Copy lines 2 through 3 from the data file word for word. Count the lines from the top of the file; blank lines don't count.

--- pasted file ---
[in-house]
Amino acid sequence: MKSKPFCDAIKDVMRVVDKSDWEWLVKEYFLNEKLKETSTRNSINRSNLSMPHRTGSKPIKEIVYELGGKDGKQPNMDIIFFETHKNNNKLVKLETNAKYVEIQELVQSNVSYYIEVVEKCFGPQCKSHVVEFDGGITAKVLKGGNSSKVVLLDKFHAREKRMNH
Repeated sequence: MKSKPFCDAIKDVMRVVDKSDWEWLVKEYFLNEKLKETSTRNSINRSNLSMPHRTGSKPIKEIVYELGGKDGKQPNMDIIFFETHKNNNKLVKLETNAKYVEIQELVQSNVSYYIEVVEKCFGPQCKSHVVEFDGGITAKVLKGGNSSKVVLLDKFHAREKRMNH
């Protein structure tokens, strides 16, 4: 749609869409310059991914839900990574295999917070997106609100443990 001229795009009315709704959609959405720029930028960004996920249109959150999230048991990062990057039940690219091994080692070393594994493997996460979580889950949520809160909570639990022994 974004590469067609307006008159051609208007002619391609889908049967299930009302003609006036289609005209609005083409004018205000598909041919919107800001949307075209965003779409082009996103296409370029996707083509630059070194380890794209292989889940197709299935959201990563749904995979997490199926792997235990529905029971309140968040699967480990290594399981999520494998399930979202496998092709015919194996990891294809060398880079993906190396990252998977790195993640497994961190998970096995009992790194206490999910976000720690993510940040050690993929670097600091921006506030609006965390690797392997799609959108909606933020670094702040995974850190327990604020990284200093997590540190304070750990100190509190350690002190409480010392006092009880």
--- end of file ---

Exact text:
Amino acid sequence: MKSKPFCDAIKDVMRVVDKSDWEWLVKEYFLNEKLKETSTRNSINRSNLSMPHRTGSKPIKEIVYELGGKDGKQPNMDIIFFETHKNNNKLVKLETNAKYVEIQELVQSNVSYYIEVVEKCFGPQCKSHVVEFDGGITAKVLKGGNSSKVVLLDKFHAREKRMNH
Repeated sequence: MKSKPFCDAIKDVMRVVDKSDWEWLVKEYFLNEKLKETSTRNSINRSNLSMPHRTGSKPIKEIVYELGGKDGKQPNMDIIFFETHKNNNKLVKLETNAKYVEIQELVQSNVSYYIEVVEKCFGPQCKSHVVEFDGGITAKVLKGGNSSKVVLLDKFHAREKRMNH